They were a pretty lonely last few km. There were almost no supporters out that way, just a few other walkers out on the paths. There were almost no other runners near me, maybe 1 or 2 that I could see. I was willing myself to keep on going by this point. If I hadn’t been working hard to get under 3h, I don’t know if I would have flagged a bit more. I’d kept my pace from the Narrows @33km to past the Causeway @39km from 4:10-4:20 so was happy I was still banking seconds to keep myself under 3h. There was a rude climb up to Claisebrook Cove towards the end of km 40. So rude. I struggled up it. There were a bunch of non-marathon related path users halfway up the hill that I ran through the middle of. I was hurting. My lap went signalling 40km: 4:34 for that km, my slowest so far. I went past someone from work out for a walk with her friends but didn’t have the energy to heckle her for not giving me some encouragement (don’t worry, I have since done this at work). Windan Bridge came up surprisingly quickly which was a relief but I knew it involved a decent climb to get up from the river. I felt like I was going approximately 0 km/hr getting up the climb. I’ve heard about people getting jelly legs towards the end of marathons and I felt a bit worried that I was heading that way. I had considered not finishing my last gel but at this point was definitely glad that I had. I could see the woman in 6th at the bottom of the climb up to the Windan as I ran onto the bridge. I wondered if she was going to catch me. I could see what was left of the 3h pace group (which I think might have just been the pacers) and hoped they didn’t catch me either.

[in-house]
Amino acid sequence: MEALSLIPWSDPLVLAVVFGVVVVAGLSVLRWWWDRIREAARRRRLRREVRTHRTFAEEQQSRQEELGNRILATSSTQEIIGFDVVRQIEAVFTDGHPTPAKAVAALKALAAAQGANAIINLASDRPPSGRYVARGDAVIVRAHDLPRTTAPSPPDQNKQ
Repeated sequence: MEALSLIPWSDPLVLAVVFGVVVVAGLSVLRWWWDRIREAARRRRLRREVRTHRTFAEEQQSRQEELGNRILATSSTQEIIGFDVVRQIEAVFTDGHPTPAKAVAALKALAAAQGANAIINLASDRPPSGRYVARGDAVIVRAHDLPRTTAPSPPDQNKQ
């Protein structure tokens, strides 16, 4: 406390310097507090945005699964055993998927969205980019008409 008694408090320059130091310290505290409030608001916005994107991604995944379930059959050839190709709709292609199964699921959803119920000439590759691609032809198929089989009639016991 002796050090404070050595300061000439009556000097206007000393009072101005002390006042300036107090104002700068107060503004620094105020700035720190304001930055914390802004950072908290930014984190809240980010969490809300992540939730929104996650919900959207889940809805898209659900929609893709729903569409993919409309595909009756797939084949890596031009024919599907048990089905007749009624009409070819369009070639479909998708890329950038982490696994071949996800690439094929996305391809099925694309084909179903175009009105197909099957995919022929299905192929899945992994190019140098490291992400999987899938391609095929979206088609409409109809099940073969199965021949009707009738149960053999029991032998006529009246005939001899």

Thankfully, once I was on the level surface of the Windan, my legs felt better. Down off the Windan onto the home straight and my watch buzzed for 41 km – 4:35 – those hills were definitely a struggle so late in the marathon. I checked my overall time – almost 2h52. I had 8 minutes left to run 1.5km; so long as I didn’t completely blow up, I was going to come in under 3h. I had a few guys around me at this point and discussed with (grunted at?) one or two of them that we had sub 3h in the bag so long as we kept moving.